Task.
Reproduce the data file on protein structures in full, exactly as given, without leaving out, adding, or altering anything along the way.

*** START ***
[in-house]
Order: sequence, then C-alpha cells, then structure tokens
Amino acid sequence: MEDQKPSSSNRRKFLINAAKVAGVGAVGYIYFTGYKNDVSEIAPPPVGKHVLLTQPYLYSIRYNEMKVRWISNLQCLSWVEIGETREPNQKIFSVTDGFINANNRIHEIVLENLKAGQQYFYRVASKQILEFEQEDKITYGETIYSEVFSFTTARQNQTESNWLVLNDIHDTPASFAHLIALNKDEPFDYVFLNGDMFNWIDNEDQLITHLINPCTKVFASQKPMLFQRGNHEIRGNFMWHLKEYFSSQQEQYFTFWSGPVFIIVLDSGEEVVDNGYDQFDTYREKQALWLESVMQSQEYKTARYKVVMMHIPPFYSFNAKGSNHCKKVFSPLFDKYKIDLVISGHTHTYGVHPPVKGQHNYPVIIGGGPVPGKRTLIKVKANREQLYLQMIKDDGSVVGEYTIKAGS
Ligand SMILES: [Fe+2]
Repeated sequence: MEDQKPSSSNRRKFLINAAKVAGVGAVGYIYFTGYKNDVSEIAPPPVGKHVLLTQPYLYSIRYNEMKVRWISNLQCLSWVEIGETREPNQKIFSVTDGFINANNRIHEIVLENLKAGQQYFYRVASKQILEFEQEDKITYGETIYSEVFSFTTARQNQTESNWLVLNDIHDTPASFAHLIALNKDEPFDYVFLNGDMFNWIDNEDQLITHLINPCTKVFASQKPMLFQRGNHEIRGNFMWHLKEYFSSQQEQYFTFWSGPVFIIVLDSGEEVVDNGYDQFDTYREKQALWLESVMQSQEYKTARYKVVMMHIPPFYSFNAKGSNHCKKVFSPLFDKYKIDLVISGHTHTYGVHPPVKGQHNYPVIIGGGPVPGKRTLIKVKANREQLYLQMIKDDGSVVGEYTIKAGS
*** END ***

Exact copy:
[in-house]
Order: sequence, then C-alpha cells, then structure tokens
Amino acid sequence: MEDQKPSSSNRRKFLINAAKVAGVGAVGYIYFTGYKNDVSEIAPPPVGKHVLLTQPYLYSIRYNEMKVRWISNLQCLSWVEIGETREPNQKIFSVTDGFINANNRIHEIVLENLKAGQQYFYRVASKQILEFEQEDKITYGETIYSEVFSFTTARQNQTESNWLVLNDIHDTPASFAHLIALNKDEPFDYVFLNGDMFNWIDNEDQLITHLINPCTKVFASQKPMLFQRGNHEIRGNFMWHLKEYFSSQQEQYFTFWSGPVFIIVLDSGEEVVDNGYDQFDTYREKQALWLESVMQSQEYKTARYKVVMMHIPPFYSFNAKGSNHCKKVFSPLFDKYKIDLVISGHTHTYGVHPPVKGQHNYPVIIGGGPVPGKRTLIKVKANREQLYLQMIKDDGSVVGEYTIKAGS
Ligand SMILES: [Fe+2]
Repeated sequence: MEDQKPSSSNRRKFLINAAKVAGVGAVGYIYFTGYKNDVSEIAPPPVGKHVLLTQPYLYSIRYNEMKVRWISNLQCLSWVEIGETREPNQKIFSVTDGFINANNRIHEIVLENLKAGQQYFYRVASKQILEFEQEDKITYGETIYSEVFSFTTARQNQTESNWLVLNDIHDTPASFAHLIALNKDEPFDYVFLNGDMFNWIDNEDQLITHLINPCTKVFASQKPMLFQRGNHEIRGNFMWHLKEYFSSQQEQYFTFWSGPVFIIVLDSGEEVVDNGYDQFDTYREKQALWLESVMQSQEYKTARYKVVMMHIPPFYSFNAKGSNHCKKVFSPLFDKYKIDLVISGHTHTYGVHPPVKGQHNYPVIIGGGPVPGKRTLIKVKANREQLYLQMIKDDGSVVGEYTIKAGS